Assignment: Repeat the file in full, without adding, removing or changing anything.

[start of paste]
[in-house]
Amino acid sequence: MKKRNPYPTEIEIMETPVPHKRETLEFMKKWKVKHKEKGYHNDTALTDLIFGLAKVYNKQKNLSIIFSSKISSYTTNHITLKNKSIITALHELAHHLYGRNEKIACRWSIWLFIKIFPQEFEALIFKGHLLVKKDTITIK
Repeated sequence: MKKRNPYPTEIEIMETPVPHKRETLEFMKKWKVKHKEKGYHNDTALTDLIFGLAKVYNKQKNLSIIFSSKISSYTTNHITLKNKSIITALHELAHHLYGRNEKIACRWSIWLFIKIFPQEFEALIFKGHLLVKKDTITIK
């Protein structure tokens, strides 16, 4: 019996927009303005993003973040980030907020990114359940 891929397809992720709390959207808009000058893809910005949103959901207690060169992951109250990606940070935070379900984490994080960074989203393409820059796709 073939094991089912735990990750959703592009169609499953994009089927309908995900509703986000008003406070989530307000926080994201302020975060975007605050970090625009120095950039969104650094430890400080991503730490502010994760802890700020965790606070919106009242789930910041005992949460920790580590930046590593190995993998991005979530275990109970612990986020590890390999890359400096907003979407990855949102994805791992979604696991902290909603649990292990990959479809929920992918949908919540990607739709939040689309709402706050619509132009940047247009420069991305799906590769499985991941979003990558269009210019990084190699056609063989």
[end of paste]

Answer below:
[in-house]
Amino acid sequence: MKKRNPYPTEIEIMETPVPHKRETLEFMKKWKVKHKEKGYHNDTALTDLIFGLAKVYNKQKNLSIIFSSKISSYTTNHITLKNKSIITALHELAHHLYGRNEKIACRWSIWLFIKIFPQEFEALIFKGHLLVKKDTITIK
Repeated sequence: MKKRNPYPTEIEIMETPVPHKRETLEFMKKWKVKHKEKGYHNDTALTDLIFGLAKVYNKQKNLSIIFSSKISSYTTNHITLKNKSIITALHELAHHLYGRNEKIACRWSIWLFIKIFPQEFEALIFKGHLLVKKDTITIK
């Protein structure tokens, strides 16, 4: 019996927009303005993003973040980030907020990114359940 891929397809992720709390959207808009000058893809910005949103959901207690060169992951109250990606940070935070379900984490994080960074989203393409820059796709 073939094991089912735990990750959703592009169609499953994009089927309908995900509703986000008003406070989530307000926080994201302020975060975007605050970090625009120095950039969104650094430890400080991503730490502010994760802890700020965790606070919106009242789930910041005992949460920790580590930046590593190995993998991005979530275990109970612990986020590890390999890359400096907003979407990855949102994805791992979604696991902290909603649990292990990959479809929920992918949908919540990607739709939040689309709402706050619509132009940047247009420069991305799906590769499985991941979003990558269009210019990084190699056609063989």